ring of peopleAs employees continually expect more from HR regarding recruitment and innovation, when staffers refuse to engage them in these areas, employees are jumping ship even if they enjoy their jobs. Indeed, over half of employees would consider leaving their employers if another company approached them in an innovative way, even if they were happy in their current position. Even more employees otherwise happy with their jobs (65 percent) would abandon their current job if offered innovative benefits by another company.

All of this is according to the Futurestep Innovation Imperative report, which also attempts to define the term “innovation” within the context of benefits and recruiting. According to report researchers, a company is innovative if it consistently finds new ways to onboard new employees and keeps the best ones engaged. That is, forward thinking companies that implement regular changes for the better experience lower turnover and retention problems.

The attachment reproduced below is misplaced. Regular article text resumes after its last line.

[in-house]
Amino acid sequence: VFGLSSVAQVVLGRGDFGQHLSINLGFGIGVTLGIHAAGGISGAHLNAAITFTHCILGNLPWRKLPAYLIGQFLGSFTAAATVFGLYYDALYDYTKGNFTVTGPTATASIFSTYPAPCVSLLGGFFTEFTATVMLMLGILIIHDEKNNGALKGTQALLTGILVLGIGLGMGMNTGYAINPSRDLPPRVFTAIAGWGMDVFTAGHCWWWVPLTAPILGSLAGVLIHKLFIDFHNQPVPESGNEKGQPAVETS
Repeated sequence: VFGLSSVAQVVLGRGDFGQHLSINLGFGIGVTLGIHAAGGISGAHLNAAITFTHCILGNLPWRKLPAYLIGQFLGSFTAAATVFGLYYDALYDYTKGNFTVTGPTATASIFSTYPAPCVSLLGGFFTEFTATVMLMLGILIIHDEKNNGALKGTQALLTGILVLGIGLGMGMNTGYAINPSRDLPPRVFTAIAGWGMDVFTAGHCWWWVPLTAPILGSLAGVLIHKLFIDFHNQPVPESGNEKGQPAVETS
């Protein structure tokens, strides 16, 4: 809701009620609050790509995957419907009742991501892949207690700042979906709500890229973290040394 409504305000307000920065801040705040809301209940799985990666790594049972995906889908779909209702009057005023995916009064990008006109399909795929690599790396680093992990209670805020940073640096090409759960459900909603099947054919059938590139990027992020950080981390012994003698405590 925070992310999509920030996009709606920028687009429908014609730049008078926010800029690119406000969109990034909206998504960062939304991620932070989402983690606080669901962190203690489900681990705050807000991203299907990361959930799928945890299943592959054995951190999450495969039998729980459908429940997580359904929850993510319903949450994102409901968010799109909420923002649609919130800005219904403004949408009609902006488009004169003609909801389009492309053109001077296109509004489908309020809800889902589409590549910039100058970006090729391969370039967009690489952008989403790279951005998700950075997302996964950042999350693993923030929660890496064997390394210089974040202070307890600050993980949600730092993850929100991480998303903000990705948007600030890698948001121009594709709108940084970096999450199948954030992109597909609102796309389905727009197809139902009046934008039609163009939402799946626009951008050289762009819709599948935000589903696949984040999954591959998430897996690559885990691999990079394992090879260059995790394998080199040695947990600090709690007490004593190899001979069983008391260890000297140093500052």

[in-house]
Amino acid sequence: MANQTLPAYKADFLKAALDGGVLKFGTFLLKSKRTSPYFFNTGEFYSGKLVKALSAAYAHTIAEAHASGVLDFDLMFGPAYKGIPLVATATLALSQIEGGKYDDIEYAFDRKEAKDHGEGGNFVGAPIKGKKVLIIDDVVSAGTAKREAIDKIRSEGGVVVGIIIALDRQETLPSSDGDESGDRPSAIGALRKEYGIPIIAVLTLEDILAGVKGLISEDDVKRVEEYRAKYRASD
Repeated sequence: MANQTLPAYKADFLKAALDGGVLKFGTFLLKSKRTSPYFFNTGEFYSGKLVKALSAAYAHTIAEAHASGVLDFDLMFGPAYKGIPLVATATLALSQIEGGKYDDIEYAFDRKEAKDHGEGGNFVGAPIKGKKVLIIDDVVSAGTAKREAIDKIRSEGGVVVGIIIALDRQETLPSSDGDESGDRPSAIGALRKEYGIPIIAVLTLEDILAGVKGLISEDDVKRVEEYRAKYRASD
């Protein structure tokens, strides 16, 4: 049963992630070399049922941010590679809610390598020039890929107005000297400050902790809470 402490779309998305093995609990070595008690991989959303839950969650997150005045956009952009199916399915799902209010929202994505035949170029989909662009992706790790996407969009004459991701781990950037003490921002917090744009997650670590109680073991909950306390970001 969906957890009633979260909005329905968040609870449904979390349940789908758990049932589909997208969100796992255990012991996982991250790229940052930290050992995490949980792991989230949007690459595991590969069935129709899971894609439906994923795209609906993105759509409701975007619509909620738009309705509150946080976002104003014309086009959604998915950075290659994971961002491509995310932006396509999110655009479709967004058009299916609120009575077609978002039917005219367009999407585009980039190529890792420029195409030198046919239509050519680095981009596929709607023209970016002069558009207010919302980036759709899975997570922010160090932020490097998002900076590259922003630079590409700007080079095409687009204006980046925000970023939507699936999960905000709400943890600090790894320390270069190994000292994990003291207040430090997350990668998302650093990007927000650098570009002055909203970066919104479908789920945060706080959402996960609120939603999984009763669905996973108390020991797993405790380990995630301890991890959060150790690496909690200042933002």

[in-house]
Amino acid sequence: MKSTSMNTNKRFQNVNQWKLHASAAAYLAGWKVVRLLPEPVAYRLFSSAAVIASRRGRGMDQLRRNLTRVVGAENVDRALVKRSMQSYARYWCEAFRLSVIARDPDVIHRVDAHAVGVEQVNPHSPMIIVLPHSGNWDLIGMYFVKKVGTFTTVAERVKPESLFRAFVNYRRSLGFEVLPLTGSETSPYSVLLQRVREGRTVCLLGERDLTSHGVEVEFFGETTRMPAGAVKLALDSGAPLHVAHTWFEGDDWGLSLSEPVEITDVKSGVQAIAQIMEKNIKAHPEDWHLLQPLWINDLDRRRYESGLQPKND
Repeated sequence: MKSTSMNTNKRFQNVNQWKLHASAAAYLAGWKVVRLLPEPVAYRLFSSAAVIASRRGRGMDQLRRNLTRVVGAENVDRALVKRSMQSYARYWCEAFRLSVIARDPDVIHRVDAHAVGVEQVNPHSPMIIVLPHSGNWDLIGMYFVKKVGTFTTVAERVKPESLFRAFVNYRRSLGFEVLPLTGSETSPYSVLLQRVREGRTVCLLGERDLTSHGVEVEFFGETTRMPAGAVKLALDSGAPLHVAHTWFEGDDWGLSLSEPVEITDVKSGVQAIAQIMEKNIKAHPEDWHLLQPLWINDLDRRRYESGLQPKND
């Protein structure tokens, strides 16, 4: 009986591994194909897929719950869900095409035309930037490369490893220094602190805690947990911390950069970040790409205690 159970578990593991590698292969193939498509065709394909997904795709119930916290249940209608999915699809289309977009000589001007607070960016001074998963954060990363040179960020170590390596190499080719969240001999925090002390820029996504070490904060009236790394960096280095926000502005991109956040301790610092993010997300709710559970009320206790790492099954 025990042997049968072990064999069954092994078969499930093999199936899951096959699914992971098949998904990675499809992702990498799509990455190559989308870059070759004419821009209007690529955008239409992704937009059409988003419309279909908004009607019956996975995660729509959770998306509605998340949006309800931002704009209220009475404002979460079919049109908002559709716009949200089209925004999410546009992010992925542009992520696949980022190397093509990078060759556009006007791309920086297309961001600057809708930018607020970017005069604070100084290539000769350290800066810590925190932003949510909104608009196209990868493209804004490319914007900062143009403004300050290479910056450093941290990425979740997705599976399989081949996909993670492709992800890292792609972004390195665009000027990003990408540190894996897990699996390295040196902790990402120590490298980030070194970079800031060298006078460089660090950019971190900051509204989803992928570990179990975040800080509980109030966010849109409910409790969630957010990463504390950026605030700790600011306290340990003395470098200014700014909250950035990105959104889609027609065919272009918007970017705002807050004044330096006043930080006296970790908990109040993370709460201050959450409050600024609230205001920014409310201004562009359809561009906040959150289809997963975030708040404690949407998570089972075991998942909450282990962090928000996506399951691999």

Other results from the survey of more than 4,000 workers and 800 recruitment and talent management professionals include:

• 52 percent of employees would look to leave their jobs after six months if promises offered by their employers to engage and develop their careers fell through.

• More than eight out of ten workers expect their companies to “wow” them in regards to engagement and recruiting methods.

• Nearly 80 percent of employees reported performing better on the job when kept engaged.

• Over three-quarters of HR professionals agree that finding innovative recruitment and talent management methods is crucial for retention.

• More than 75 percent of HR pros also agreed that their organizations should do more to be innovative.


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